An Arbor cable cell is a full description of a cell with morphology and cell dynamics like ion species and their properties, ion channels, synapses, gap junction mechanisms, stimuli and spike detectors.
Cable cells are constructed from three components:
Morphology: a description of the geometry and branching structure of the cell shape.
Label dictionary: a set of definitions and a DSL that refer to regions and locations on the cell morphology.
When a cable cell is constructed the following steps are performed using the inputs:
Concrete regions and locsets are generated for the morphology for each labelled region and locset in the dictionary
The default values for parameters specified in the decor, such as ion species concentration, are instantiated.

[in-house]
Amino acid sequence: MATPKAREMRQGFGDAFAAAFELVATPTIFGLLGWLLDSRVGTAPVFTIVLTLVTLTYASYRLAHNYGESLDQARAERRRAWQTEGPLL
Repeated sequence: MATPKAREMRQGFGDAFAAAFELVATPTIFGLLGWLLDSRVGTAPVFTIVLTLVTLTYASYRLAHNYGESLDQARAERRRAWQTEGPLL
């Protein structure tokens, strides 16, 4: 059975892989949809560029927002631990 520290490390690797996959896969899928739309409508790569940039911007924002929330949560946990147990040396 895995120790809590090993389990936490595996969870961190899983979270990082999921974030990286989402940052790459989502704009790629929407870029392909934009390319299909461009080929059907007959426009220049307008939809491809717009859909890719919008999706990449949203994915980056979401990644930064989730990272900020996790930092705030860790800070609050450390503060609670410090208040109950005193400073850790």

Dynamics (mechanisms, parameters, synapses, gap junctions etc.) are instantiated on the regions and locsets as specified by the decor.
Once constructed, the cable cell can be queried for specific information about the cell, but it can’t be modified (it is immutable).
The inputs used to construct the cell (morphology, label definitions and decor) are orthogonal, which allows a broad range of individual cells to be constructed from a handful of simple rules encoded in the inputs. For example, take a model with the following:
three cell types: pyramidal, purkinje and granule.
two different morphologies for each cell type (a total of 6 morphologies).
all cells have the same basic region definitions: soma, axon, dendrites.
all cells of the same type (e.g. Purkinje) have the same dynamics defined on their respective regions.
The basic building blocks required to construct all of the cells for the model would be:
6 morphologies (2 for each of purkinje, granule and pyramidal).
3 decors (1 for each of purkinje, granule and pyramidal).
1 label dictionary that defines the region types.
- Cable cell morphology
- Cable cell labels
- Cable cell mechanisms
- Cable cell decoration
- Cable cell probing and sampling